Over the last four years I have been making small and gradual changes that have stuck.
I exercise regularly. I haven’t had any soda in about four years. I stopped taking sugar in my coffee about two years ago which is something I NEVER thought I’d be able to do. And I quit drinking over nine months ago, and if you asked me a couple years ago if I would have done that voluntarily, I would have laughed in your face.
Bit by bit, I have started taking better care of myself.
Some people can make these changes at the drop of a hat and just completely overhaul their lives overnight.
One thing I’ve learned about myself over the past five years is that I bite off way more than I can chew, then I fail at something because I’m overwhelmed, and then I feel bad about myself, and it’s a whole crappy cycle.
There is another thing I’ve learned about myself.
Actually, I don’t know that I’ve learned it. I’ve known this.
It’s more something I’ve finally come to accept.
Something I’ve tried to fight or justify or defend to other people who have been judgmental about it.
I have a really hard time doing moderation in pretty much anything.
When I was a smoker, I didn’t smoke a few cigarettes, I smoked all of them.
If there is a bag of chips, I don’t eat a few of them, I eat them until I have either finished them or until I feel sick. If I do manage to eat just a few, I spend the next several hours obssessively thinking about them and fighting the constant urge to eat more of them.
If I’m drinking wine, I don’t drink one glass. I mean, what is the point of drinking only one glass of wine?
For me, if I want to change a behavior, what I have learned about myself is that I have to completely abstain from it.
And so I am now working on food.
I have been using food to numb stress and depression and anxiety and fear and unhappiness.
None of my clothes fit me. Physically I don’t feel good.
And I am currently the heaviest I have ever been (not being pregnant). I am pushing 180 pounds.
There is no magic number I am looking for. I don’t particularly mind the way I look. I do not obsess about the number on the scale. I don’t think being at 150 or 140 or 130 pounds will make me happier.
My worth and self-esteem are not dependent upon any particular weight or tag on my clothing. I am all about body acceptance.
BUT there is a point where you are not healthy. And I am at that point.
When you reach a certain weight range, when you reach a BMI range, when you are six clothing sizes larger than you were a couple years ago, you are not taking care of yourself.
And I am in the second half of my life, and there is a whole bunch of shit I have not gotten to yet.
I want to complete an Ironman triathlon. I want to break four hours in a marathon — which is 37 minutes faster than I have ever run one.
I really want to run a marathon with Number 4 in seven years (she really wants to run one, but you usually have to be at least 18 years old).
And I can’t do that when my body is in this condition:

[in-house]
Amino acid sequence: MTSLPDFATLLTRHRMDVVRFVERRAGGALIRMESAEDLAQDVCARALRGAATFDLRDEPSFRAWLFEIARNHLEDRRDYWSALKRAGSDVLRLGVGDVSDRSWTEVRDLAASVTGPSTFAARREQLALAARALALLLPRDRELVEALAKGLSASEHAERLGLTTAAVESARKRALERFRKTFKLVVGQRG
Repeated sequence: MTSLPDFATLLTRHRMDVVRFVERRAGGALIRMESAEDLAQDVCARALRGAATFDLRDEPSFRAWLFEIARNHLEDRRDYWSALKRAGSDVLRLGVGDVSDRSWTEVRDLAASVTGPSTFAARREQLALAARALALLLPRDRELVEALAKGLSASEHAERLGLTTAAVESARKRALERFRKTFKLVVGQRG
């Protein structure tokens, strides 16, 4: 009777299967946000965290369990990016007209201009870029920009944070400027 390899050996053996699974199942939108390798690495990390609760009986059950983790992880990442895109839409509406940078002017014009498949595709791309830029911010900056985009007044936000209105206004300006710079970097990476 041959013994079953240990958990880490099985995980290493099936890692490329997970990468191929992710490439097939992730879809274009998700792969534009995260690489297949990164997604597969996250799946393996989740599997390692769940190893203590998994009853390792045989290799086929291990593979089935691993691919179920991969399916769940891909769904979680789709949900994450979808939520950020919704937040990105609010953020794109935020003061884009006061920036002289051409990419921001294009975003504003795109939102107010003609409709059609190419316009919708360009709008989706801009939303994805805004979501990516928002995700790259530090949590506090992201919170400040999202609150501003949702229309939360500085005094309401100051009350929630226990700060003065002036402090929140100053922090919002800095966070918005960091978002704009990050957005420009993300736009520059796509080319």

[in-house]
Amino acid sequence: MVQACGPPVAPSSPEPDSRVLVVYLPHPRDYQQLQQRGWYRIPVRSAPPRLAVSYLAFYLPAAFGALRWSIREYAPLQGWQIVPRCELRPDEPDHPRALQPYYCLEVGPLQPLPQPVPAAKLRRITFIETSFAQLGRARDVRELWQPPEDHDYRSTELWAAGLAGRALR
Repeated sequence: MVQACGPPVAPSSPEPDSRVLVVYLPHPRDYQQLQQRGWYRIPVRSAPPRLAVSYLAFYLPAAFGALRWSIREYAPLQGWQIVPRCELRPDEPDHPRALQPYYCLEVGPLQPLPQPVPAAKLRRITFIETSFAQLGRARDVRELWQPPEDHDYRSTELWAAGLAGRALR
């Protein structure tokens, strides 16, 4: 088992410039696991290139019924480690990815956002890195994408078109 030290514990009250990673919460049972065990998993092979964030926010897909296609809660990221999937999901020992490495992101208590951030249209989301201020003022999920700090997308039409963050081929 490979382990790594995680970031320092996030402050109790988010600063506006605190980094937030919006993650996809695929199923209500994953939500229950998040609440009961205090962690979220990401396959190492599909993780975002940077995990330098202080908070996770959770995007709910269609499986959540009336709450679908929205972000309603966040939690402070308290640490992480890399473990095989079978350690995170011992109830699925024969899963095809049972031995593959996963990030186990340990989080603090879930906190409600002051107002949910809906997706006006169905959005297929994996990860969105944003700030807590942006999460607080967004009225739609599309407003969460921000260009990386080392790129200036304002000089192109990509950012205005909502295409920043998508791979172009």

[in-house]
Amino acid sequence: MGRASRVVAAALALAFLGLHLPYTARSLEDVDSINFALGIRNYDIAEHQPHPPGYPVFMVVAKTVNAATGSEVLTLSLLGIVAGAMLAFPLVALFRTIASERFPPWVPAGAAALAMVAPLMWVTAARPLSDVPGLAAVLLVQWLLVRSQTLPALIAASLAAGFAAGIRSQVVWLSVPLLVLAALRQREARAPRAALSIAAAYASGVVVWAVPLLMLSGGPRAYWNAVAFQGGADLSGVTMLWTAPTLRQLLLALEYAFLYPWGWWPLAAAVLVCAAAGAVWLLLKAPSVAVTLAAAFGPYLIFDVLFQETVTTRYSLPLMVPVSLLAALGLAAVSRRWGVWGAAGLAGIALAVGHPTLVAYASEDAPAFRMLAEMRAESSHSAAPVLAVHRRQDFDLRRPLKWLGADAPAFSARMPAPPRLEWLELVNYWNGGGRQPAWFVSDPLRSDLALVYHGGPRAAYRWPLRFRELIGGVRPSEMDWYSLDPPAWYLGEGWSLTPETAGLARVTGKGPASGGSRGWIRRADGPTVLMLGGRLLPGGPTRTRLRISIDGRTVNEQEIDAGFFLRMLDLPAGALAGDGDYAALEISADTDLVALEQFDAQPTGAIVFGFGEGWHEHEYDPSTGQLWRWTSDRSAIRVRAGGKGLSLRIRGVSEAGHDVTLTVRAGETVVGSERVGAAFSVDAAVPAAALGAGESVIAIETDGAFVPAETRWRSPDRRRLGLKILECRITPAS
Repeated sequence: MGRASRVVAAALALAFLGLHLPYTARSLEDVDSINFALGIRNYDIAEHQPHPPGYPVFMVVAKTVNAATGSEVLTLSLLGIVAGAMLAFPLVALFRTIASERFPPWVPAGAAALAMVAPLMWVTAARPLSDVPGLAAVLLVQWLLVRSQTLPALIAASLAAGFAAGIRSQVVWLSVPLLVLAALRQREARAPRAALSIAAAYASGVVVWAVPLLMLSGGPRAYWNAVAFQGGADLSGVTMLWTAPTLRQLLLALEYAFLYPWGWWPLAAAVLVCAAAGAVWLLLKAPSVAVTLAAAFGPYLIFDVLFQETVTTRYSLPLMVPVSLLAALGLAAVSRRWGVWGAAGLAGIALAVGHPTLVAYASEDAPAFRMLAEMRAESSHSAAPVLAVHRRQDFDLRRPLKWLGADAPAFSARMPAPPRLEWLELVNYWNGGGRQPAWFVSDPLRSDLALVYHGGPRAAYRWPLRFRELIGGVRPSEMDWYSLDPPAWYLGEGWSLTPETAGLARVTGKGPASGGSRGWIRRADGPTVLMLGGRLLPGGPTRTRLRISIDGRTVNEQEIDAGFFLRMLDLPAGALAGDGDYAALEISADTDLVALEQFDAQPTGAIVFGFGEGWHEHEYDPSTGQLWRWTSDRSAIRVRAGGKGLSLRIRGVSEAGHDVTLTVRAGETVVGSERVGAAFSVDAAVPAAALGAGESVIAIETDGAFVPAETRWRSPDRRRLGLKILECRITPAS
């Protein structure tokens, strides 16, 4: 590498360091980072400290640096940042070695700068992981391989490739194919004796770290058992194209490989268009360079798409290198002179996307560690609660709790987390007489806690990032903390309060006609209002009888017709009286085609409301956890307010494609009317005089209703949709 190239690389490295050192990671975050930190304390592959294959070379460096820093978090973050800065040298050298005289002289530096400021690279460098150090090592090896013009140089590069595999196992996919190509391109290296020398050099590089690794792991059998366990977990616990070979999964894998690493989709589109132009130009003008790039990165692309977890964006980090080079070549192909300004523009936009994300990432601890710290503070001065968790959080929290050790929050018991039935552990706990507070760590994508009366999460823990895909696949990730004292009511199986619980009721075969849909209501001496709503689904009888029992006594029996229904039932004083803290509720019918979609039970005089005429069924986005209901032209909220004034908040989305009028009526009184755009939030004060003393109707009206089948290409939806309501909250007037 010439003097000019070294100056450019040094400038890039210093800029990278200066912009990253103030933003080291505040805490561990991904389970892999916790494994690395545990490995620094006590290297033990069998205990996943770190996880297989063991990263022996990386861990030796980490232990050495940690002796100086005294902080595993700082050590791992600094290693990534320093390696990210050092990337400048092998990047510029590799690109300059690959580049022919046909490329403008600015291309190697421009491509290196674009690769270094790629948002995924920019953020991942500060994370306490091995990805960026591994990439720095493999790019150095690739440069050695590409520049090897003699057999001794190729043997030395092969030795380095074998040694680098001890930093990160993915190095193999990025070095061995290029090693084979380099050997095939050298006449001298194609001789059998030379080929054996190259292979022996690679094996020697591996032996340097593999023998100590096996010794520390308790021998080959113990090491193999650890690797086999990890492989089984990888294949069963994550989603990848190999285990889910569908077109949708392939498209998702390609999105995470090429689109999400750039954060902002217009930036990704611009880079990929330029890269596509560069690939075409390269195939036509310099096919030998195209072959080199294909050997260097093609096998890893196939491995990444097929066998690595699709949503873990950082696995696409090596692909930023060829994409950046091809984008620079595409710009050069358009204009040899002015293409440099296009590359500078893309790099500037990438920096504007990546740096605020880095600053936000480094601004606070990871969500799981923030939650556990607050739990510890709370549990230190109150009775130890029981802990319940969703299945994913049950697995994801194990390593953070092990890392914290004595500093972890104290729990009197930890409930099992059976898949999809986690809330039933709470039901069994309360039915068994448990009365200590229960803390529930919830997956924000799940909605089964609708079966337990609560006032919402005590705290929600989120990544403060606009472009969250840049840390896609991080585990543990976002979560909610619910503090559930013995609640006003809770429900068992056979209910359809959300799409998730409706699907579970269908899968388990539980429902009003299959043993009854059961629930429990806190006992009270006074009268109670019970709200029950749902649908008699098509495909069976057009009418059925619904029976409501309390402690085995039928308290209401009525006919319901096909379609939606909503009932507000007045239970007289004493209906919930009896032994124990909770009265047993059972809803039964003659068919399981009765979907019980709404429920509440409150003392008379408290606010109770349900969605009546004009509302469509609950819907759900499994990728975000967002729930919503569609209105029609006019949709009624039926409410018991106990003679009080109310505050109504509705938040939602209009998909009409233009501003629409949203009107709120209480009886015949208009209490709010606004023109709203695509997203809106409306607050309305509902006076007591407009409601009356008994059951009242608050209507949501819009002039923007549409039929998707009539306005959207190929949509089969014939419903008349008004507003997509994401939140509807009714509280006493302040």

I just can’t.
I am not fit. I am overweight. I do have a decent amount of muscle underneath all that padding, but there is way too much padding if I want to be healthy.
I am doing the equivalent of carrying around an unneccessary thirty to forty pound backpack every day.
And when I gain weight, it goes directly to my middle. Obviously.
And that puts me at a much higher risk for heart disease than someone who has extra weight evenly distributed all over their body. This type of fat also puts me at an increased chance for diabetes. Combining this with the fact that I had gestational diabetes in all of my pregnancies really increases my risk for diabetes, and now there are quite a few red flags waving around in the wind.
Accepting what I have known about myself, that I am not a person who does things in moderation, I have made some serious changes to my diet in the last two weeks.
I wish I didn’t have to.
But I do.
I love food.
But I love not having diabetes or a heart attack way more.
I am a person who has to abstain from certain things. It’s just the way I am. And after a while, as long as I stay consistent, I will no longer crave them all the time.
I am also a person who is an Obliger. (I have been reading The Four Tendencies (affiliate link) by Gretchen Rubin — that’s a whole other blog post).
As an Obliger, I really benefit from accountability. External accountability. It’s the way I am, and I used to fight that or feel bad about it, but that’s just the way I function, and I am finally okay with that.
And that is why I am putting this out there for all to see on the interwebs.
I need some help right now. And I am setting myself up for success.
I have been meeting a friend or two at the gym every day. I have regimented my food. I wish I didn’t have to, but I do. At least for now. And I am registering for a couple triathlons because 1) I really miss them and I enjoy them, and 2) they help keep me accountable in the working out department.
Anyway, I’m going to be documenting my journey back to fitness here for all of you to see.
And not just my journey to fitness.
My journey to breaking four hours in a marathon, and my journey to crossing the finish line of an Ironman.
Sharing this with all of you will help me stay on track.
And maybe if I’m lucky, I’ll help a couple people who are also struggling along the way.